Hospitals warn that "substantial problems" will result if the Centers for Medicare and Medicaid Services enacts its hospital outpatient payment changes on Jan. 1 as scheduled, without its being able to pay claims.
The paperwork problems and tightened cash flow, which hospitals say are likely if the regulation is enacted before the CMS' bill payers are ready, would come in addition to the payment cuts themselves, which the American Hospital Association earlier estimated at $1.5 billion.
The second part of a two-piece hospital outpatient regulation was published in the Federal Register Nov. 30. The first part was published earlier last month.
Compared with current pay levels, hospitals will lose almost $1 billion in 2002 in outpatient "pass-through" payments for procedures using new technology and get about 8% less for outpatient cases that don't involve medical devices. Although the CMS has said hospitals will receive a 2.3% increase in Medicare payments for outpatient services under the rule, this calculation does not include reductions in the pass-through payments.
The AHA, which threatened HHS Secretary Tommy Thompson with a lawsuit earlier last month because CMS didn't share its methodology for developing the regulation, considers the final outpatient rule "unworkable, flawed, confusing," said a spokeswoman. The AHA is pressuring CMS Administrator Thomas Scully to delay the effective date of the rule until the agency goes through a public comment period on the regulation's methodology.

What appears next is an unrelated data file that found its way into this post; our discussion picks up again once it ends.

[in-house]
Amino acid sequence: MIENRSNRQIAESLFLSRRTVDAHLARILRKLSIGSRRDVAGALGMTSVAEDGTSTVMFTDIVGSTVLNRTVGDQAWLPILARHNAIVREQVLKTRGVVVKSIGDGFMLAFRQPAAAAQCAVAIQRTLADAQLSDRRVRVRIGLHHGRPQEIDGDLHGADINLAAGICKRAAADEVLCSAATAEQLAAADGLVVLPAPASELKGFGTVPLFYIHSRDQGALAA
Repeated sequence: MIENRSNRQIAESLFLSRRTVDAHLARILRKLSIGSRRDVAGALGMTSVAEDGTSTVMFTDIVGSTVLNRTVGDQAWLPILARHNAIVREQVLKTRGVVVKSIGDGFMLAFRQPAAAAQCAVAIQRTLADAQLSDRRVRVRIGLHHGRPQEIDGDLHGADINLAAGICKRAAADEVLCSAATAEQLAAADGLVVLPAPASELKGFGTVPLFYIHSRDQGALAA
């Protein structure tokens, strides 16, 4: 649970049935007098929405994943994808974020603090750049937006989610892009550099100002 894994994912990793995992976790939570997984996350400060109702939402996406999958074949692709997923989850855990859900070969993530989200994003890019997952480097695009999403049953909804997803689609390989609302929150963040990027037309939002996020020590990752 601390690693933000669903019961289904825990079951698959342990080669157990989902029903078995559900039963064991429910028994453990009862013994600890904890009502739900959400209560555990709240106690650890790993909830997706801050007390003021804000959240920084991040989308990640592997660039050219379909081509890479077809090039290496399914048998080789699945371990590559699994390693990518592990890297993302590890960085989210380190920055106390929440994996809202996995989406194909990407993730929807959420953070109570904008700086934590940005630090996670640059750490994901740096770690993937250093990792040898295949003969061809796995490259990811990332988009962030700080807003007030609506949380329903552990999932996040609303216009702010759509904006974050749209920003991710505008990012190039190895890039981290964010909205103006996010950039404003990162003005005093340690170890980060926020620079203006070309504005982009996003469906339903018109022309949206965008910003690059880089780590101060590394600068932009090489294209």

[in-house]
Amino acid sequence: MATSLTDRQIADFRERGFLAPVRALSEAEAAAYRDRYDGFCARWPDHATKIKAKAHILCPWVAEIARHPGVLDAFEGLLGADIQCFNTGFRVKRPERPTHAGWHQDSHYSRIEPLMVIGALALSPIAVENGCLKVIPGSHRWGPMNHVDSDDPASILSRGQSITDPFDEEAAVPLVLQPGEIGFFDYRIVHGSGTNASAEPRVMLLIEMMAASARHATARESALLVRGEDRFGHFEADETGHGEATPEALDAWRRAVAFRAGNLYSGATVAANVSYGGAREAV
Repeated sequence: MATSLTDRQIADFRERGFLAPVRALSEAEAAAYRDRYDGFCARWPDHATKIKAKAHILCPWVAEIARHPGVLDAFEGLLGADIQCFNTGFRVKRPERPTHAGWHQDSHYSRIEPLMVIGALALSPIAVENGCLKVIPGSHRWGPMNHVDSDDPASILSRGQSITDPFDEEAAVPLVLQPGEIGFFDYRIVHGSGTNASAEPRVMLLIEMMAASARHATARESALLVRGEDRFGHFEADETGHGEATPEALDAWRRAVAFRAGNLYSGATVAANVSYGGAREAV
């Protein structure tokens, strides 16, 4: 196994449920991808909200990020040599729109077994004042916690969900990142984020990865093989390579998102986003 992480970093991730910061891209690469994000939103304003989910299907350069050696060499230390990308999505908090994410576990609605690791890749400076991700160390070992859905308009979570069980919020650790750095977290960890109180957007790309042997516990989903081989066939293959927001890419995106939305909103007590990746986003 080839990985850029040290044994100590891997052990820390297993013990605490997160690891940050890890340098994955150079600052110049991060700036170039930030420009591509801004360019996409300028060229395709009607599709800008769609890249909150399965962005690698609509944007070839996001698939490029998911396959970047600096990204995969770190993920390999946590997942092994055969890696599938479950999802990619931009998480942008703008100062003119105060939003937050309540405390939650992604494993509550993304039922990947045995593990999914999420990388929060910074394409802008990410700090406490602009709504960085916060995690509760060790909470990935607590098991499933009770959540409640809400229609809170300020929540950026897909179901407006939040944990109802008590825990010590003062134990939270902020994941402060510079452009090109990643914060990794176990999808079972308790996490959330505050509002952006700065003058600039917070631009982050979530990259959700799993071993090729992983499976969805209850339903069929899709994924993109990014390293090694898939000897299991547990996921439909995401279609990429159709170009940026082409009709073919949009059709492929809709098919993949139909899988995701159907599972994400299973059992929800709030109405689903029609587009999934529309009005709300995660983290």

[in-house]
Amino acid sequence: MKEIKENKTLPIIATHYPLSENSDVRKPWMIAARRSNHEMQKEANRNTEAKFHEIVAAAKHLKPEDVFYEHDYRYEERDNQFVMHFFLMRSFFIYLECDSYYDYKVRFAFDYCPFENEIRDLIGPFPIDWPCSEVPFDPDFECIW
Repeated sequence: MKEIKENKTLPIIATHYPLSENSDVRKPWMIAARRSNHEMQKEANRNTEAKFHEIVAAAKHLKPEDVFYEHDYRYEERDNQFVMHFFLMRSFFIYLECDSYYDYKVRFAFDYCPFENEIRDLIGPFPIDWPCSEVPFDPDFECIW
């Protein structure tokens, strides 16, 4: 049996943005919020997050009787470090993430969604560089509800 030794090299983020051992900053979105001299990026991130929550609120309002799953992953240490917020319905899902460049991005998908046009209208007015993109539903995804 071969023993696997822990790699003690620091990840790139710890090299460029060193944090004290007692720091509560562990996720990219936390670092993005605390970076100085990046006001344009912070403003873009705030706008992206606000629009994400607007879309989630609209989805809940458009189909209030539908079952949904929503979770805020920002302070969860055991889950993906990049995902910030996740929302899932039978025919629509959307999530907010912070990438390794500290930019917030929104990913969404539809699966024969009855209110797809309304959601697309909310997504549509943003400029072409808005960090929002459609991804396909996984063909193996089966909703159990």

Hospital groups say enacting the regulation before the CMS can pay claims will result in problems for hospitals, as well as beneficiaries, fiscal intermediaries and other payers, such as Medigap and state Medicaid programs.
Scully has acknowledged that the CMS will not be able to process claims until at least April 2002, according to hospital officials who met with him last week. Scully is considering either having Medicare hold all hospital outpatient claims until its system can process them or paying the claims using 2001 rates and then reconciling them once 2002 payment systems are workable.
Both scenarios would pose hardships for hospitals, said officials from the Premier and VHA hospital alliances, the Catholic Health Association, and the National Association of Public Hospitals and Health Systems who met with Scully last week and followed up with a letter to register their concerns. The AHA, along with the Federation of American Hospitals and the American Association of Medical Colleges, both of which joined the AHA in threatening Thompson with a lawsuit, were not invited to the meeting.
A delay in Medicare's payment of the claims would make it difficult or impossible for hospitals to get the beneficiary copayment from other payers, the groups said in their letter. With a projected volume of 18 million hospital claims during the first three months of the year, paying at 2001 rates and reconciling those payments later would pose "a tremendous administrative burden," said the hospital groups that met with Scully.
The four groups encouraged Scully to delay the effective date, at least until April, "to avoid potentially serious disruptions to the Medicare program."
Hospital representatives that included those from the AHA, the federation and the AAMC met with Scully separately on Nov. 30 to discuss possible solutions to implementation problems.